• If using for ongoing reports, you can use the API to push new review data to your preferred data tool such as Tableau or Power Bi.
  • When exporting data for a wide variety of products across many websites, you will have all applicable data available in a single report.

Now that review data is exported for the Zinus Green Tea Memory Foam Mattress, I selected only the necessary columns for this analysis, which left me with these:

No alt text provided for this image

The goal from here was to:

  • Measure key stats for the entire data set (aka, the parent listing)
  • Measure key stats for each unique variant (aka, each child variants)
  • Compare all the stats and see what we learn

Key stats for the parent listing:

There are 3 primary items we want to know most: 1. Total # of reviews, 2. Review pace (# of reviews received per week), 3. Raw average star rating.  To get these items, I built this basic table:

No alt text provided for this image

Date of first review: Sorted the data set by date to find the oldest review, which was 4/26/21

Date of most recent review: Sorted the data set by date to find the newest review, which was 11/1/2022

Raw Average Star Rating: (=Average(ALL ratings)) Note this is the raw average rating and excludes 149 non-verified reviews I filtered out.

Side note: Amazon launched an algorithmic calculation for their displayed star ratings in 2015, which weighs recent reviews, helpful voted reviews and other characteristics more.

Total # of reviews: The 149 non-verified reviews were filtered out for this as well, leaving 4871 verified reviews from the 5020 exported from the Amazon (US) listing. (We only want to use verified reviews so our sales projections are more realistic.)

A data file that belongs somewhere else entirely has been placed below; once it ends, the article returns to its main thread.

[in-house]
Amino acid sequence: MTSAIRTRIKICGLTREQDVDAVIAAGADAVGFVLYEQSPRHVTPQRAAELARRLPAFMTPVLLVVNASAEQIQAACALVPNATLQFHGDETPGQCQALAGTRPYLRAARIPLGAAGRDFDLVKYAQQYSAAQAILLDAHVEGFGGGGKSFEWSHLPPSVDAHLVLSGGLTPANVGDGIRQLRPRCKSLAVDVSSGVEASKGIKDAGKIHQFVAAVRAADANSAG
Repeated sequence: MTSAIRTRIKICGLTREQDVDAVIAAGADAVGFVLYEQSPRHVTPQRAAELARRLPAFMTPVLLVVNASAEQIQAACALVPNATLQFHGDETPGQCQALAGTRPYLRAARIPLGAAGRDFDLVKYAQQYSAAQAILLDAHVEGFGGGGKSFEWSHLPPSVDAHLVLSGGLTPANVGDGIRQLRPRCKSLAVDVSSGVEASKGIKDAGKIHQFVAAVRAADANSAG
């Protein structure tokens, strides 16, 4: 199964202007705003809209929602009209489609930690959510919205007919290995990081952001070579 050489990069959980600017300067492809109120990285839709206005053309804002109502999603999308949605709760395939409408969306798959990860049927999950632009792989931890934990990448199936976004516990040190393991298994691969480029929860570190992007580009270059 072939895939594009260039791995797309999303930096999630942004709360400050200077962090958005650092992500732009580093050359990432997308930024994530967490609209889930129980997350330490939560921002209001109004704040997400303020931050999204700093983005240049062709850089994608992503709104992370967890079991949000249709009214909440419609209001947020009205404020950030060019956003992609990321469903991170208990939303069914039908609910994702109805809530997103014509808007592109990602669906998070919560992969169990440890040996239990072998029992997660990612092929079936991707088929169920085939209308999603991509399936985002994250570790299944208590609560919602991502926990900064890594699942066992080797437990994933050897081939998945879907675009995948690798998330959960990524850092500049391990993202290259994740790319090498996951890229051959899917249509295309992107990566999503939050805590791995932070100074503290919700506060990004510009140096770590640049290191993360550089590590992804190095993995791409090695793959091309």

Review Pace: =F2/((D2-C2)/7) Number of new reviews received per week

Projected Sales Pace: =G1/0.02 This is a projected weekly sales pace based on 2% of customers leaving a review.

% Listing Share: =F1/4871 This is the percentage representation as a share of the parent listing. We’ll use this later, but for now it’s 100% since we’re looking at the totals for the parent listing.

Estimated Review Rate: 2% was just entered by me. (I’ve seen review rates from 0.5% to 7% across various ecommerce sites. 2% is a reasonable estimate for Amazon.) We’ll use this later.

Key stats for the child sku variants:

With the above stats ready for the parent listing, we are ready to record individual child sku variant data. To do this, I built the below table. Data for columns C-F were entered by sorting all data first by the variant combination indicated in columns A and B.

I entered the first and most recent review received for that variant in columns C and D respectively.

Column E was calculated with a basic (=Average(All ratings for that variant)).

Column F was calculated with a basic (=Count(All ratings for that variant)).

Columns G-I were than calculated automatically using the following formulas I built:

Review Pace: =F1/((D2-C2)/7)This is the total reviews / number of weeks this variant has been available.

Projected Sales Pace: =G1/0.02 This is a projected weekly sales pace based on 2% of customers leaving a review.

% Listing Share: =F1/4871 This is the percentage of reviews for this variant compared to the whole parent listing.

No alt text provided for this image

I filled out all the data for all child variants in columns C-F. Here’s the finished table:

No alt text provided for this image

From this data, we quickly learn:

🔎 Discoveries 2-4:

✔️ Top category sales: 3,077 units/week

  • This is likely the high cap of sales potential. (Measure sales potential)